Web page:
I have no illusions that raising three daughters will be easy. I know from my own experience that self-confidence and self-acceptance can be ephemeral, a revelation of my own worth one day is hammered by crippling doubt another. Then there are things like Steubenville and the coveted thigh gap. The technology that they are growing up with changes accessibility in ways that I can barely grasp. Each time the headlines explode with these sorts of things I take a deep breath and think, “How can I use this?”

As I look at our girls now, it’s hard to imagine having to worry about whether they will ask me to wear assboards. Right now our life is about a joy that springs from inside themselves, not from any external source. They wear swimsuits because they want to swim; they choose their favorites based on color and comfort. For every princess themed item they pick, a John Deer cap or Lake George tshirt is selected.

People always know that the girls are sisters, but there is no denying there are differences. Their bodies are shaped differently, where one has long limbs another has the definition of muscles breaking the lines, and another still combines the two. Three different shades of blue peek out from beneath hair that varies as much as their laughter.

I listen to them talk to each other. There are never comparisons of shape or beauty, though they bicker over who is faster, stronger, taller or smarter. I’d love to think that is because I held each girl in my arms in the bathroom before bedtime over countless nights gushing at our reflection together:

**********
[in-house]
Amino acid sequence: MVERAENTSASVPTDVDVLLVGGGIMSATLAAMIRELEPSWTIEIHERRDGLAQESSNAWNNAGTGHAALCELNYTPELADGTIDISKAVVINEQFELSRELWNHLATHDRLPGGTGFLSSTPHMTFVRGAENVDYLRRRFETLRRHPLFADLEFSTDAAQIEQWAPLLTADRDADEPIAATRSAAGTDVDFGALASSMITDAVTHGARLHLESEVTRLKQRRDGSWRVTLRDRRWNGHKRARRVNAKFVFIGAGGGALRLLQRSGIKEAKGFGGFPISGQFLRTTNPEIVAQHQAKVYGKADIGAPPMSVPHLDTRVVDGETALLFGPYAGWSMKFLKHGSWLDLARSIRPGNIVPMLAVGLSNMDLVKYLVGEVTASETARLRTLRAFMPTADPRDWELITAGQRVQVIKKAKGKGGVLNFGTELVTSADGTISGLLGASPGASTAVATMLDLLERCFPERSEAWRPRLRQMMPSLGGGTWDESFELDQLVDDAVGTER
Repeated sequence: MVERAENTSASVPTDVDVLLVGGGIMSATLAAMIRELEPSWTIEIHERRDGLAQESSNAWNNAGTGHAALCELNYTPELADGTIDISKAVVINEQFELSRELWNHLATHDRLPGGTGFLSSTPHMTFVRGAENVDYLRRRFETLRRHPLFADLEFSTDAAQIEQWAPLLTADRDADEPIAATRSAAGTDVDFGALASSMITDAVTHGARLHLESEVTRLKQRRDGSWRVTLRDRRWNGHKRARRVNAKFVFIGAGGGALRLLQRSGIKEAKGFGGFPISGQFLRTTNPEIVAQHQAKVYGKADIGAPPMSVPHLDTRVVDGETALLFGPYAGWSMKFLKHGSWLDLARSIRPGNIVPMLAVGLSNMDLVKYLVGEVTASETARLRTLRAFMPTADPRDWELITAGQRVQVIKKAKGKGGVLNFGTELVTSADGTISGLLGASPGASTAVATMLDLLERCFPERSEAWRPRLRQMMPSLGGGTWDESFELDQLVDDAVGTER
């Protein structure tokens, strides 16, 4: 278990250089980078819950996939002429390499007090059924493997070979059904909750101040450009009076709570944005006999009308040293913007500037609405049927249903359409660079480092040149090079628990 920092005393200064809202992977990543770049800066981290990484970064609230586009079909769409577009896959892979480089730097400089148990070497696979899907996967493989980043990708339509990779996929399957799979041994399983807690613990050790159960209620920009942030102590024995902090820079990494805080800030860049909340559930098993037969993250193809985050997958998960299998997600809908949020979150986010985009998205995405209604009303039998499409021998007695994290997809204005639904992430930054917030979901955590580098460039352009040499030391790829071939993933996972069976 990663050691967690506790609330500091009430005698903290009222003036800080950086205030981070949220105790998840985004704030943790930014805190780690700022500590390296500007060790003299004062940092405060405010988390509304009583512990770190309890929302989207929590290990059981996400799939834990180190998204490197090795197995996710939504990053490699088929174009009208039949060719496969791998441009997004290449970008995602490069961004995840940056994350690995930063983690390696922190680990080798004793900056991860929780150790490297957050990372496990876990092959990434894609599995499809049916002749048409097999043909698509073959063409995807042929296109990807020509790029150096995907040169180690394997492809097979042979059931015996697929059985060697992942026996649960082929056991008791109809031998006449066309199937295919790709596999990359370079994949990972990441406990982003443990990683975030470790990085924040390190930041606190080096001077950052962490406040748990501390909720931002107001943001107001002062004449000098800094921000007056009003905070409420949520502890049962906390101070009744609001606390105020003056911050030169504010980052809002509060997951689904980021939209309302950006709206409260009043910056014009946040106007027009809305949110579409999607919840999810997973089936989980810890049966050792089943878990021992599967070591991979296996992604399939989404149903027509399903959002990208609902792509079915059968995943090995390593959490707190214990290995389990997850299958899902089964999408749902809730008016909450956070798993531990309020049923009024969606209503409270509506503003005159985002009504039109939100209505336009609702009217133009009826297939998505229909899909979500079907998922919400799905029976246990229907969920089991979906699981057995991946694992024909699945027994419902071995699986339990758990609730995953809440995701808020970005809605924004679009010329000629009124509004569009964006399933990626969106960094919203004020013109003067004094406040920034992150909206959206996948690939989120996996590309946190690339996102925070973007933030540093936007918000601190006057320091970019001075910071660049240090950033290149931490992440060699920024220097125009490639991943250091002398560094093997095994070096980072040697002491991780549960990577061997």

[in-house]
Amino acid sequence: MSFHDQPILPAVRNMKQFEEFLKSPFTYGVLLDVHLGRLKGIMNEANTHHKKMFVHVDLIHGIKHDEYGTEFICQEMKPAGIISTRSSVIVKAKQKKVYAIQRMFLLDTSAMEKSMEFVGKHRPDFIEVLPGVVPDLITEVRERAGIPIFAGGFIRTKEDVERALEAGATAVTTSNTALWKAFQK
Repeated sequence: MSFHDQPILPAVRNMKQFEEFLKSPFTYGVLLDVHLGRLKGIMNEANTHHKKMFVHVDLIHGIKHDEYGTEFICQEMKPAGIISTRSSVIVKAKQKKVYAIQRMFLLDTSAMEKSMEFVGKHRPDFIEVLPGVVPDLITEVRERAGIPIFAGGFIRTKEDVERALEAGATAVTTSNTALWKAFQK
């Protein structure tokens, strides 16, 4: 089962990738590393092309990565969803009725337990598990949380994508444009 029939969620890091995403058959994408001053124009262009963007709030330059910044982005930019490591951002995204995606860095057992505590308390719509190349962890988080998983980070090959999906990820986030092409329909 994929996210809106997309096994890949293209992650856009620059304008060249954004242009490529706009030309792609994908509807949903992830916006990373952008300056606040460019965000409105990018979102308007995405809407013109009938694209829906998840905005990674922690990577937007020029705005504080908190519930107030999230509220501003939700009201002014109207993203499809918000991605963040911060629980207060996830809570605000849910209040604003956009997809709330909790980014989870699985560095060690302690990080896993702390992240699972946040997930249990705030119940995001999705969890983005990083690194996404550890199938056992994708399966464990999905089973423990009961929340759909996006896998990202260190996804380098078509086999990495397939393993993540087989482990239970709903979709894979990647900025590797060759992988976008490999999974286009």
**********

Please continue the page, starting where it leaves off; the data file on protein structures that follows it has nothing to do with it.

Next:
You are so smart.

You are so strong.

And funny.

And creative.

And beautiful.

Goodnight to you, amazing girl. I love you.

I want to believe that message sank in, that it took root and will tickle at their consciousness when they stare into mirrors years from now. I don’t kid myself though, I know it hasn’t yet been challenged. We’ve told them that life isn’t always fair and dealt with bullying, but not measuring up hasn’t hit. Thinking back I can’t remember when I began to feel like I was less than. I don’t have a definitive moment in my memory of when it was that compliments about my athleticism began to ring more like statements about my lack of femininity. How can I ever hope to be present for a showdown I cannot see?

This July I will turn 40. The silver strands in my hair are no longer remarkable or fascinating, they are markers of my age. Just as I am seeing the rapid acceleration of change on my face and across my body, the girls are subtly taking notice of different things. Avery will be 7 in about two months and Briar will be nine this September. Both girls are paying more attention to pop culture. They identify actresses on magazine covers at the checkstand, they reference songs in conversation. Avery asked me to explain the difference between sex and sexy after hearing the song “Let’s Talk ABout Sex.” I heeded the warnings to say as much as a child seemed ready for, by the time I found myself stammering through the idea of sex as a verb she walked away. “Thanks, I’m going to go outside and climb the front tree.”

I don’t want to force my fears or worries upon them, nor do I want to keep too quiet. So I guess I’ll keep working on this parenting from scratch, using things my own parents did to things I’ve picked up along the way. We’ll talk about why you don’t wear clothing* with messages that you wouldn’t be comfortable saying out loud. We’ll explore themes that are uncomfortable, but that I want them to know how to talk about in public. I’ll let them know that I mess up and get scared, that I have made bad decisions, but that I have also made really good choices.

The thing I want for them to truly understand amid all the photoshopped perfection, celebrity worship, and political divisiveness is that we are all so much more than a clothing size or someone else’s opinion of us. We can never be someone else, but we can always be our best self.

We are so different.
We are so amazing.
We are more than our mistakes.
Dream. Challenge. Believe.
I love you, amazing girls. Be yourselves.

* If you really want to wear ridiculous clothing, go ahead, but do it for yourself.